Hey, I have a 2000 dodge neon, with the 2.0 motor, and unfortunately an automatic transmission.
I already have an almost complete grill block, tires at 40 psi, air conditioning and power steering delete, and will be starting on a full belly pan this weekend with some scrap aluminum sheet I have around the shop.
My next thing I am considering is a warm air intake, I understand the general principles behind it including reducing pumping loss and potentially better fuel atomization, and how well they can work on some cars, especially saturns and lean burn equipped hondas. I was wondering how well something like this would work on a Neon, I have been trying to find any information specific to a neon but have been unsuccessful. So I figured I may as well just start a thread on it.
Anyone have any experiences on how a neon responds to a warm air intake?
Thats what I figure, i think I'll try it as long as theres no major reasons against it. Should be easy enough to do, there is the air intake coming from the fender, i figure I should be able to just close that off, and make a warm air tube coming from the cat.
My Ex had a Neon that I did warm air on. Barely saw anything from it. In fact, I can't say for certain we got any improvement from it. For their size, those Neons are just not efficient vehicles no matter what you do to them. I suggest buying a Ford, Chevy or something from a manufacturer that lives overseas.
I agree, the neon honestly has awful mileage compared to other similar cars but its what I have, spending a couple grand on another car to save a few bucks on gas seems like a step in the wrong direction for me. Im not about saving the environment or great mileage, just 100% a money thing.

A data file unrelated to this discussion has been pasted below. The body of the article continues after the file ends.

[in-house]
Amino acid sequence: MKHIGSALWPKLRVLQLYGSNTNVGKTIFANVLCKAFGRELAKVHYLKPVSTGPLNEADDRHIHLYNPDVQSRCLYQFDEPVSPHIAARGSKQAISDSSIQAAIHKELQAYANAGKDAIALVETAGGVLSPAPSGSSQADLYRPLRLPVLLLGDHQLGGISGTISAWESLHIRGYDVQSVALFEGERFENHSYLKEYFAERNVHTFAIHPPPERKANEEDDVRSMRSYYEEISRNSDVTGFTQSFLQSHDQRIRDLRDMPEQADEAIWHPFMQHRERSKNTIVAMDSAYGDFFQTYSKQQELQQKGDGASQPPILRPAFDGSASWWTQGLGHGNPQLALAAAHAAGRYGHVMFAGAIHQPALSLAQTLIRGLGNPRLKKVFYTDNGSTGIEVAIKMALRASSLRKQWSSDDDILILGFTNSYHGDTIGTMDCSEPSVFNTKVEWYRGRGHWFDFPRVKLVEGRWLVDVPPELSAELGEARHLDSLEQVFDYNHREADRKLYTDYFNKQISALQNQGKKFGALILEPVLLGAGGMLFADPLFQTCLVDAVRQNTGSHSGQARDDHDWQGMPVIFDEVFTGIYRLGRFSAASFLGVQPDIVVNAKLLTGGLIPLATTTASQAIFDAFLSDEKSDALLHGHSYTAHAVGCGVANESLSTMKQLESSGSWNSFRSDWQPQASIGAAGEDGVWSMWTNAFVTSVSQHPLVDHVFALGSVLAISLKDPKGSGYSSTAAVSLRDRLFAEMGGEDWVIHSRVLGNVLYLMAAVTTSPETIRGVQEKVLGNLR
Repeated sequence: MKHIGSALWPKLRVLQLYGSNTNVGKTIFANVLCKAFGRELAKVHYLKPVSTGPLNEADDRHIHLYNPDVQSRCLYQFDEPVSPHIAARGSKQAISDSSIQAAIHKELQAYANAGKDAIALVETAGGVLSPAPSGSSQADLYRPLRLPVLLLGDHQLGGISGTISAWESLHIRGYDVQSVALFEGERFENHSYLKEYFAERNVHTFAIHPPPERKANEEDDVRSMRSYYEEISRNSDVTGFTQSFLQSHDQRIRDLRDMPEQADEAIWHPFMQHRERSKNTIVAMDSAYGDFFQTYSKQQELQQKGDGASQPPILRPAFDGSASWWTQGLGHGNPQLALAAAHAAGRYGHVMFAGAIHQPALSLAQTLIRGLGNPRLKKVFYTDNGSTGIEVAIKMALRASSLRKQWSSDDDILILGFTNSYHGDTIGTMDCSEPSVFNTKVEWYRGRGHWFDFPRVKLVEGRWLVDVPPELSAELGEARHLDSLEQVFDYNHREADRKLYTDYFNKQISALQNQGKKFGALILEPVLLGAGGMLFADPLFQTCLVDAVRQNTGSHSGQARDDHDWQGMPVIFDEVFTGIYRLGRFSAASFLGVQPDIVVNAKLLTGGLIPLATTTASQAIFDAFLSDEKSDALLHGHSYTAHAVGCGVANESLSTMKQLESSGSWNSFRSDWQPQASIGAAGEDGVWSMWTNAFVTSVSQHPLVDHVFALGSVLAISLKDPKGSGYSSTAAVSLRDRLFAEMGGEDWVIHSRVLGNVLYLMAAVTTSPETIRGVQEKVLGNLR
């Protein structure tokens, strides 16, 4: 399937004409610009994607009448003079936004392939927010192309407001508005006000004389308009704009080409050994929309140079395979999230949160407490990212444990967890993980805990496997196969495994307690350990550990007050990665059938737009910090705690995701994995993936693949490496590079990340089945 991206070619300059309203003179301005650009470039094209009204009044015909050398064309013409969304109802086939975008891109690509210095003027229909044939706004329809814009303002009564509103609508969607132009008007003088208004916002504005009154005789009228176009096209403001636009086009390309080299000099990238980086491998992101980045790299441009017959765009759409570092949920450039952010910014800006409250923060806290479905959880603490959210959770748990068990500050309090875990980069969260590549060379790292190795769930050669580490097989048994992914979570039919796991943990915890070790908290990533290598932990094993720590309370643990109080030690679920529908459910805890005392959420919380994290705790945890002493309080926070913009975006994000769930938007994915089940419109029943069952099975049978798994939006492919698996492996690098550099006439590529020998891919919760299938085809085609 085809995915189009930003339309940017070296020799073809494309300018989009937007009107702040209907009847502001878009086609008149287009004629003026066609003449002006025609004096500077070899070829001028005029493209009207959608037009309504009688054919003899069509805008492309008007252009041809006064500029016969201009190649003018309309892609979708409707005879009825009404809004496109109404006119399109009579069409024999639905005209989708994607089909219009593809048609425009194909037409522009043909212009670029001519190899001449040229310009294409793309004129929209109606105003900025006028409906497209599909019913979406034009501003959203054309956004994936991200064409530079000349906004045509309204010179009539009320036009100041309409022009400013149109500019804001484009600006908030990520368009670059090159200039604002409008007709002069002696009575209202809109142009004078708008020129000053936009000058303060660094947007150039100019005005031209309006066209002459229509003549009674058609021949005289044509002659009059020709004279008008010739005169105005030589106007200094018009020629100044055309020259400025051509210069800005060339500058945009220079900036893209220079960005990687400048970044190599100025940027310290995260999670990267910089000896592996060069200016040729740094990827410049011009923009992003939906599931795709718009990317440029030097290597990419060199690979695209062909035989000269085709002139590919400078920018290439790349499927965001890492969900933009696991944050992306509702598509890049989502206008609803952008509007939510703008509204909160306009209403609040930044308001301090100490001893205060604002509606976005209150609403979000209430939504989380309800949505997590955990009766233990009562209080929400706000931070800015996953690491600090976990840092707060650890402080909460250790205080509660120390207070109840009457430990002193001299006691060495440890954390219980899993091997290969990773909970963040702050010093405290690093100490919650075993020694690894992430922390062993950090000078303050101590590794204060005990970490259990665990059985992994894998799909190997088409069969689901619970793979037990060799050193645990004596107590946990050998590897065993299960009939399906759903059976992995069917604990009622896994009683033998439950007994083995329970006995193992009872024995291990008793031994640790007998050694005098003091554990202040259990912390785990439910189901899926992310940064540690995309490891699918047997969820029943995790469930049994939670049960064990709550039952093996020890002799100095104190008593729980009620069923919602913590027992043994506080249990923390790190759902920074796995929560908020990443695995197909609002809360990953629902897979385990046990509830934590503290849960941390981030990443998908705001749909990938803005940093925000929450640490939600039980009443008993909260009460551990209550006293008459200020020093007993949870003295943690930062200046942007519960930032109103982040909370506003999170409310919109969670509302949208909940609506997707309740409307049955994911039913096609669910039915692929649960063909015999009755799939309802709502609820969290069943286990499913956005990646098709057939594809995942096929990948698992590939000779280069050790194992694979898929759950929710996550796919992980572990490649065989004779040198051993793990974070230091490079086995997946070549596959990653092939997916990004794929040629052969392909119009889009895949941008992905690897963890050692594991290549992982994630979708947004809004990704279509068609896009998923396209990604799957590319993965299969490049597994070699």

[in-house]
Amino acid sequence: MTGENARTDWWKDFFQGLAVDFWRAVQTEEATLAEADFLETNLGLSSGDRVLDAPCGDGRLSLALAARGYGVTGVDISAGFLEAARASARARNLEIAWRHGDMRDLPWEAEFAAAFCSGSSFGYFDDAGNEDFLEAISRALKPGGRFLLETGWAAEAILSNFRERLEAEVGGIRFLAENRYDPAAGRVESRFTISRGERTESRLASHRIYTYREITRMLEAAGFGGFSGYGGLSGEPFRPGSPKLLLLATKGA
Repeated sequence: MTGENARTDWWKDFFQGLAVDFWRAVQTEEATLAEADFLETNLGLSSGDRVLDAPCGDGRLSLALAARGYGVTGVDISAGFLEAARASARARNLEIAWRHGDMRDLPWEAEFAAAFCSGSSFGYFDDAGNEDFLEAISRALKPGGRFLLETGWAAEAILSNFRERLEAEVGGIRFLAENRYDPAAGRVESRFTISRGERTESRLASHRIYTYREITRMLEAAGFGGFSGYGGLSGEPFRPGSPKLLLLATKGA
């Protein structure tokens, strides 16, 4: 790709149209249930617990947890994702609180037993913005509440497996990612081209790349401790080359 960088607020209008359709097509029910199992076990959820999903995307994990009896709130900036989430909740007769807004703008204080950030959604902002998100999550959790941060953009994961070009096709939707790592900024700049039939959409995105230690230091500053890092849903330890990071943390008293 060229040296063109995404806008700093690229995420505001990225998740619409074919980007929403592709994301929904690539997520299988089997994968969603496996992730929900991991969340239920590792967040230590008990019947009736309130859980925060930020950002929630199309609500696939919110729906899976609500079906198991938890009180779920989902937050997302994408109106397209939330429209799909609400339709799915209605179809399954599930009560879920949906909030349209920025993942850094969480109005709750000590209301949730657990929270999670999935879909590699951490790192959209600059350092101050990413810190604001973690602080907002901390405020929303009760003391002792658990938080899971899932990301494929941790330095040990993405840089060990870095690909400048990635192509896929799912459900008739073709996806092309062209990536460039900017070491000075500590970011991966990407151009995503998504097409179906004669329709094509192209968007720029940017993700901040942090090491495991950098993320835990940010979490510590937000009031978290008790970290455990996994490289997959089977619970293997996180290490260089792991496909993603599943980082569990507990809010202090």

Also it isnt too reasonable for me to sell it and buy another car, since the neon is only a beater when Im not driving my El Camino.
Keeping the foot off the gas and adjusting driving tactics would do as much if not more.
A warm air intake is nothing more than a performance governor.
Put a brick under it, curb the lead foot.
>>>> I've learned that to get good fuel mileage I had to adjust the way I drive to anticipate stop lights so I coast to them rather than follow most drivers who choose to zoom up to red lights and wait.<<<
It is true, watch sometime...
Most drivers race up to the stop light.
Try coasting up to it, driving without brakes.
Another thing I have found to be extremely wasteful is trying to beat the light, such as pressing the accelerator because the light is green hoping to get through... The reason it is so wasteful is because when it doesn't work the resources consumed far outweigh any savings...
Better off in those situations, letting up on the pedal instead.
A FE gauge should be standard equipment in every vehicle.